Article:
Christie’s auction: Tutankhamun bust expected to be sold at £4M



Tue, 04 Jun 2019 - 03:04 GMT


Tue, 04 Jun 2019 - 03:04 GMT

A 3,000-year-old stone statue bearing the features of the most famous ancient Egyptian king Tutankhamun - Christie’s auction London.

A 3,000-year-old stone statue bearing the features of the most famous ancient Egyptian king Tutankhamun - Christie’s auction London.

CAIRO - 4 June 2019: A 3,000-year-old stone statue bearing the features of the most famous ancient Egyptian king Tutankhamun is expected to be auctioned at £4 million in Christie’s auction London on July 4.

Tutankhamun bust shows the golden king with almond-shaped eyes and drooping lower lip; it shows Tutankhamun as Amun, the most important god of the era.

It is the first time that a piece owned by a private collector has appeared on the open market since 1985. Christie’s experts believe that king Tut's bust was located in the past at the Temple of Karnak in Upper Egypt.

Laetitia Delaloye, head of the antiquities department at Christie’s London, said to The Financial Times that “the beauty of the lines and the way it is carved are a testament to the Amarna style.”

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Tutankhamun’s statues very rarely appear on the market, because most of them are shown in museums.

Egypt has regulated the sale of its cultural heritage since 1835, and brought in laws in 1983 banning the removal of artefacts from the country. More recently Egypt has strengthened legislation in a bid to clamp down on the trade in illicit objects.

It is not known when and where the Tutankhamun head was found; most probably it goes back to the 1960s. It subsequently passed through the hands of dealers until bought by the current owners in 1985.

Christie’s said it was in continuous contact with the Egyptian authorities about its planned sales of antiquities, adding that it would send details of the head and other artefacts in the sale to the authorities on publication of the sale catalogue this week.

Tutankhamun was born in the 18th Dynasty around 1341 B.C. and was the 12th pharaoh of that period. Tutankhamun did not accomplish much himself; he was placed on the throne when he was a child, and Egypt’s prosperous era was beginning to decline with the rise of Pharaoh Akhenaten and his new cult.

Sir Howard Carter, British archaeologist and Egyptologist, had made it his life’s quest to find the tomb of King Tutankhamun.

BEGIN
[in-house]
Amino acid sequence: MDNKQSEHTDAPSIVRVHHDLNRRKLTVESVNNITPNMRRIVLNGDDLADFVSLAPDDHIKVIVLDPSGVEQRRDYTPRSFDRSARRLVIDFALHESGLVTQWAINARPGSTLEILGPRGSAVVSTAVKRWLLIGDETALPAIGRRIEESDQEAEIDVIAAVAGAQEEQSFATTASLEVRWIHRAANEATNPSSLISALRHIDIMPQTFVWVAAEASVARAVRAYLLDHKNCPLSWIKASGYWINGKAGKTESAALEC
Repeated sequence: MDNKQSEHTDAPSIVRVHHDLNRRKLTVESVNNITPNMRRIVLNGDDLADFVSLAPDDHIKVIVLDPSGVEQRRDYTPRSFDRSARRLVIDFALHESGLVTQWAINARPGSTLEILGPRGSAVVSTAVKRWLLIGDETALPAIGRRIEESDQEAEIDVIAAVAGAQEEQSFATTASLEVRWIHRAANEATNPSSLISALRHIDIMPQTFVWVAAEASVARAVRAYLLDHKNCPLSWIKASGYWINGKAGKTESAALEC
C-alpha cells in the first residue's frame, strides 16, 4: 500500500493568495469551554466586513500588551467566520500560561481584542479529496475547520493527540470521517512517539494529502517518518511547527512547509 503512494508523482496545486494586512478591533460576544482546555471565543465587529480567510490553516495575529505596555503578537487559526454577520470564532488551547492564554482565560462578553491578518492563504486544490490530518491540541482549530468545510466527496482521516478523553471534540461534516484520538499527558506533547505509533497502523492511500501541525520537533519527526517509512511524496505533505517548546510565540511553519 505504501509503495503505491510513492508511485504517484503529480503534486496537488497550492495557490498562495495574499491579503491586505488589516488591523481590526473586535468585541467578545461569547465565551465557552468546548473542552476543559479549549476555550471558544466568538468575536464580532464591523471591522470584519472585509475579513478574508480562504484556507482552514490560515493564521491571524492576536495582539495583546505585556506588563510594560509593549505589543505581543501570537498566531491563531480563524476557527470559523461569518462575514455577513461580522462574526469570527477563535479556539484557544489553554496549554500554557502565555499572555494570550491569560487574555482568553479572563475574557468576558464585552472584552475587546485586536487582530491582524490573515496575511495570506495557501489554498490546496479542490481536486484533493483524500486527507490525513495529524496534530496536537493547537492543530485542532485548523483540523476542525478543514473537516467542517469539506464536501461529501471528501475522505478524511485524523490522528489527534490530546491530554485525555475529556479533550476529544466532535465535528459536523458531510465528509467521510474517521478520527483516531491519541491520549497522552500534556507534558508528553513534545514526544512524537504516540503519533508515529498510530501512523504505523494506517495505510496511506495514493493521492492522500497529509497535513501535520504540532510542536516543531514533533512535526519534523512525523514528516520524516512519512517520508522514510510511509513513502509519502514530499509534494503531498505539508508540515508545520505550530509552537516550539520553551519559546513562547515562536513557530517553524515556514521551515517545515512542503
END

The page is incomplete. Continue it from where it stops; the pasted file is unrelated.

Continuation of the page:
When Carter had begun to work in Egypt in 1891, most of the documented Pharaohs had their tombs discovered. One, however, proved to be elusive; King Tutankhamun, whose resting place had yet to be found and who Egyptologists knew very little about.

With the end of World War I, Carter made it his goal to be the first to uncover the tomb of Tutankhamun. Carter had worked in Egypt for 31 years since he was 17, using his skills as an artist to copy inscriptions from walls.

He would then become appointed inspector-general of monuments in Upper Egypt. In 1907, he started to work for George Herbert, the fifth earl of Carnarvon, who would aid him in his quest to uncover the lost tomb of Tutankhamun.

Carter was certainly dedicated, spending massive amounts of money and time in order to track down where the tomb might lie.

With Lord Carnarvon as his sponsor, he began working earnestly at excavating the Valley of Kings. Alas, even after five years of work, Carter wasn’t able to report back on anything substantial.

He refused to give up however, tirelessly working to fulfil his quest, and soon enough, Carter would be rewarded beyond his imagination.

The discovery of steps beneath the sand on November 1, 1922 was a breakthrough for Carter. At long last, his tireless search for Tutankhamun would finally bear fruit.

Carter announced the discovery on November 6, and it took three weeks until he could begin work on excavating into the tomb.

Workers exposed all of the steps and the sealed doorway into the tomb, which at one point had been broken in by tomb robbers but resealed again, leading to hope that the contents had not been plundered.

Carter finally entered on November 25, finding evidence of resealed holes but noting that it had likely been thousands of years since anyone had entered again.

When Carter made a hole inside the sealed door and peeked inside, he was left astounded. Gold flooded his senses, and animal statues, rich perfumes, piles of ebony, childhood toys and the Pharaoh himself adorned the room alongside countless other treasures.

It was a bounty of riches the likes of which had never been seen before. Carter couldn’t have anticipated this finding in his wildest dreams.



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